Nothing Doing

For the most part, the recent signings of Joel Pineiro with the Angels and Jon Garland with the Padres is good news for the Mets, as both were rumored to be on Omar Minaya’s radar, and neither seems a reliable option. Pineiro, 31, is coming off a good year under Dave Duncan’s tutelage in St. Louis, but 0.5 HR/9 and 1.1 BB/9 are the kinds of microscopic rates that are hard to sustain every year – the fact is, Pineiro has a 4.97 ERA over the past five seasons for a reason, and 4.9 K/9 in that period is a big part of that.
Garland is more useful, since he’s tremendously durable – he’s started 32 or 33 games 8 years in a row, during which time he’s averaged 205 innings per year – but he, too, hasn’t cracked 5 K/9 since 2003. With Pelfrey already in the rotation, adding another very low-K pitcher would probably put more strain on the Mets defense than it already faces.
The failure to sign Ben Sheets, snapped up by Billy Beane and the A’s, is more depressing. Sheets’ injury record is pretty grim – he averaged 21 starts and 135 IP from 2005-2007, and after a solid comeback in 2008 he missed all of last season. And Sheets’ K rate has also tailed off with the years, to around 7 per 9 innings. But when healthy, Sheets is a legitimate #2 starter, and would represent a genuine upgrade.
Still, avoiding the dumb moves is progress, at this point.
UPDATE: I should add that I have very mixed feelings about John Smoltz. On the one hand, Smoltz pitched far better than his 6.35 ERA would suggest – 2.1 BB/9 and 8.4 K/9 are both good figures, and 1.3 HR/9 is high but not bad enough to preclude a guy with a 4-to-1 K/BB ratio from being successful; he cut his HR rate more than in half after moving from Boston to St. Louis. On the other hand, all good things come to an end, and a 43-year-old pitcher who has started just 21 games in the past two seasons can’t be penciled in to just keep putting up those kinds of numbers week in and week out.

3 thoughts on “Nothing Doing”

  1. Odd that you credit Smoltz with cutting his HR rate after moving from Boston to St. Louis. I bet he really would have improved if he’d moved to an A Ball team and pitched against 19 year olds.
    Four of the top six HR hitting teams in baseball were in the AL East last year, so it is likely that Smoltz’ better numbers pitching for a team in the NL Central had little to do with any adjustments he might have made and a lot to do with the power difference between the NL and the the beasts in the AL East.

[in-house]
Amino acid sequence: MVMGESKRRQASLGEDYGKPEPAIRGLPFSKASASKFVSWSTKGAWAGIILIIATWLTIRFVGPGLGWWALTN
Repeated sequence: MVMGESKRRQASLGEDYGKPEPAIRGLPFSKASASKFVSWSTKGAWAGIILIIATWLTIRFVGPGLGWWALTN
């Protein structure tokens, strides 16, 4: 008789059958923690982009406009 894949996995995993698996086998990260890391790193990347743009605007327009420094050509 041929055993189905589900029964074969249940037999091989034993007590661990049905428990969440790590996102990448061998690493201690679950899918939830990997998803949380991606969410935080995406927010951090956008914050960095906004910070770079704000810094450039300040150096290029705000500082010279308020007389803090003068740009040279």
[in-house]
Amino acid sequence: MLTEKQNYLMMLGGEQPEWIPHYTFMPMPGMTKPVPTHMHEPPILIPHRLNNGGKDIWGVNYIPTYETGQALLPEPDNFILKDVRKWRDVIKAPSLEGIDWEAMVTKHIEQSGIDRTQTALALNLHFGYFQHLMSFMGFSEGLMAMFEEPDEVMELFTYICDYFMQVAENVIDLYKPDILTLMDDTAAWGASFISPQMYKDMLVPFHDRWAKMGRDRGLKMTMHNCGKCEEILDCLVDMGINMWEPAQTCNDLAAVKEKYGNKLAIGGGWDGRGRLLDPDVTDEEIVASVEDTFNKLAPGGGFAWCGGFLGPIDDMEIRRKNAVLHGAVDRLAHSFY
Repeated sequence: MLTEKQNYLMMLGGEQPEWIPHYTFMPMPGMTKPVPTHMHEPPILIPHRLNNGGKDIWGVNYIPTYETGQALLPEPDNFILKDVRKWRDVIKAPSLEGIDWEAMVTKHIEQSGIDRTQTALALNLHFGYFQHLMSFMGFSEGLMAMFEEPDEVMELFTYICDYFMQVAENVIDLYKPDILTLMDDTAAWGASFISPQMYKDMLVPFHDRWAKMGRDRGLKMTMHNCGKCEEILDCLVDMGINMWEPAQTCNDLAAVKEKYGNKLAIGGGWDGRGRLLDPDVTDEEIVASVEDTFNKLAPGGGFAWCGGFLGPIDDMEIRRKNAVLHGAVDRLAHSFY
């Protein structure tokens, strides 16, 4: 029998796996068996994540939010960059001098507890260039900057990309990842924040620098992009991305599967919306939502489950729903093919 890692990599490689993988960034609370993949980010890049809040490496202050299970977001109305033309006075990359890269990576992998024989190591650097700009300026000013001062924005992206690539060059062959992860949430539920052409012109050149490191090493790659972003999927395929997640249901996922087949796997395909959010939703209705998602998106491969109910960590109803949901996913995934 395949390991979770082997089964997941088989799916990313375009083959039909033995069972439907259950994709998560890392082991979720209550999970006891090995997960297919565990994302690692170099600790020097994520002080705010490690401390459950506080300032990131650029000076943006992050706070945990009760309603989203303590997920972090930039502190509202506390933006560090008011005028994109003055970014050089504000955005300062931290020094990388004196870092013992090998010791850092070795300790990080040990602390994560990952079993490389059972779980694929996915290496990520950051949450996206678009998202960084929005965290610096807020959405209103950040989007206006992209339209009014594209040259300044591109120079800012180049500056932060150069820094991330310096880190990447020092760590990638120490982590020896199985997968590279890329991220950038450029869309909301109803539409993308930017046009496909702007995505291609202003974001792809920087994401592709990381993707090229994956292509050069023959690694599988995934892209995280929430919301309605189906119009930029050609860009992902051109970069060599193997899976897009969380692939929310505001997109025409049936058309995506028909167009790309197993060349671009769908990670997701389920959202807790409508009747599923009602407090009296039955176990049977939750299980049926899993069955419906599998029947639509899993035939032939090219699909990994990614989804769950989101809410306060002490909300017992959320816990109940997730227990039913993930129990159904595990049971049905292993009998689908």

2. For the money it took to land Garland ($5.3 mil, one year) I’d have signed him. I think it’s hard to argue that the Mets wouldn’t be better with him on the roster than with anyone they have or can get for cash, or that he was overpaid. So the only real argument I see is that the Wilpons either don’t have or won’t spend six million dollars, which is rather depressing.
    I’d have stayed away from Sheets if it required a $qo million guarantee. That’s more likely than not going to be a flop.

  3. The Smoltz numbers are smoke and mirrors. I was sad that it didn’t work out in Boston but he just threw way too many pitches that didn’t bite, sink or move away from the dead center of the plate. His last 20 innings as member of the Sox he gave up 8 HRs to Texas, Baltimore and the Yankees. He moved on to St. Louis and pitched great. Why? These are all the teams he picthed against in 2009 for the Cards:
    San Diego
    Milwaukee (twice)
    Of course his HR rate dropped. He was pitching against teams that couldn’t hit all year, were in the tank at the end of the years and were playing “hot minor league prospects” as starters. Smoltz is one of the all-time greats but if he pitches like I saw him pitch he will get raked.

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